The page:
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Picture the first scene from Netflix’s recent hit show Stranger Things, where the friends are playing D&D. That is actually pretty close to what it’s like playing.

You meet new people and make friends, who share an interest in a thing you don’t generally talk about in polite society. But you know.

You are part of a club.

There is no board game that comes close to the fun you can have playing Dungeons and Dragons.

 

3. A reason to learn math

Playing Dungeons and Dragons (or any other role-playing game) involves creating and playing characters who have certain abilities. These abilities are reflected in scores running from 0 to 20.

Then you may need to calculate a bonus from your ability score when added to the result of a eight-sided dice thrown and the probability that you will achieve what you are trying to do weighed against taking another approach.

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So a night of playing involves quite a bit of quick arithmetic and statistics, as part of playing a fun game with friends.

And you get good at it pretty fast.

 

4. An increased vocabulary

English is my second language. Through playing Dungeons and Dragons, by age fifteen I knew what “obfuscate”, “ambidexterity”, “protean”, “thaumaturgy” and “demeanor” meant.

Not bragging, just saying. The way the words are used throughout the game gives kids an incentive to learn them, and actually remember them through context.

Convinced?

Then I recommend getting the D&D Starter Pack, it has everything you need to get started playing and is very affordable.

5 Tips to Help You Write 50,000 Words in November

I’m thinking about doing NaNoWriMo this year.

Here are 5 tips from Freedom to help me complete the task.

Freedom Matters

5-tips-to-help-you-write-50000-words-in-november-3Writing 50,000 words in 30 days can seem like herculean feat only to be accomplished by the most prolific of scribes. However, it’s a feat that over 400,000 people attempt every November during National Novel Writing Month, also known as NaNoWriMo.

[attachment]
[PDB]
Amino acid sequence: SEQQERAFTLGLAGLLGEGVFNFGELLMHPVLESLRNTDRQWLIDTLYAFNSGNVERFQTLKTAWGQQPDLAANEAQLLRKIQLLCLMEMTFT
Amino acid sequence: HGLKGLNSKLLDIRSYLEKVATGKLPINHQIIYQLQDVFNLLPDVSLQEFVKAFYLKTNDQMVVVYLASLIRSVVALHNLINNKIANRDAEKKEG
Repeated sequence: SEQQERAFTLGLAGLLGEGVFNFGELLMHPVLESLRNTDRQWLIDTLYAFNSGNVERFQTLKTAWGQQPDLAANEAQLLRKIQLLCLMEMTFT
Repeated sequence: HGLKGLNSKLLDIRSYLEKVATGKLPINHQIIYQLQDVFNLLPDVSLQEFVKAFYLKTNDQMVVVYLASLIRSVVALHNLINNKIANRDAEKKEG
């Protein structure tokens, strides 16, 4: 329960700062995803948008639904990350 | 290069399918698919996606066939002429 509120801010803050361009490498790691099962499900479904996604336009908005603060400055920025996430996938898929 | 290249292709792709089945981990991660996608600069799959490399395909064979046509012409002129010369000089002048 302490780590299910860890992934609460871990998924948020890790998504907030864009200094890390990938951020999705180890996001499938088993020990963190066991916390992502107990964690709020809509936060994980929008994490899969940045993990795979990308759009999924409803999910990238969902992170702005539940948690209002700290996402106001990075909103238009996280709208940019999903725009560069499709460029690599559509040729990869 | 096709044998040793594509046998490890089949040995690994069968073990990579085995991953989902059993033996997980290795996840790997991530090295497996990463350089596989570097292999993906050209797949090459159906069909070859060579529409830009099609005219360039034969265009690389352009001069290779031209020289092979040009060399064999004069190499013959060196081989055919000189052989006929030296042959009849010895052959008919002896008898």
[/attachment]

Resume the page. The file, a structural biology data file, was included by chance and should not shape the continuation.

There is no denying that it is a lofty goal, but it’s not impossible. How can we be sure? Well, for one we have entire Freedom community that never ceases to inspire us with their creations – whether that be novels, films, scripts, dissertations, symphonies, start-ups, or
dinner. We believe in human’s singular ability to create against all odds.

So as we gear up for the month of November, here are a few tips we’ve gathered to ensure that your NaNoWriMo experience is a true success.

  1. Get Started. “A journey of a thousands miles must begin with a single step” – Laozi
    • The hardest part of NaNoWriMo, much…

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First Lines From 5 New Books

You know how they say that the first sentence of a book is the most important? 

That writers really need to “hook” a reader in the first pages, really from the first word?

Well, as it happens, I just got a few books in the mail, books that are getting great reviews and I really look forward to reading (once I finish John Langan’s absolutely fantastic horror novel The Fisherman).

Every now and then I order a bit of books (last order was a total of eight books).

Every Heart a Doorway

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Every Heart a Doorway tells the story of children, mostly girls, in a boarding school.

These are not ordinary children, but returnees from portal worlds (Like Dorothy returned from Oz) and the school’s main purpose is to help them get back to life in the “normal” world.

I’m about third of the way through and so far it’s interesting and well written, though not exactly fast-paced.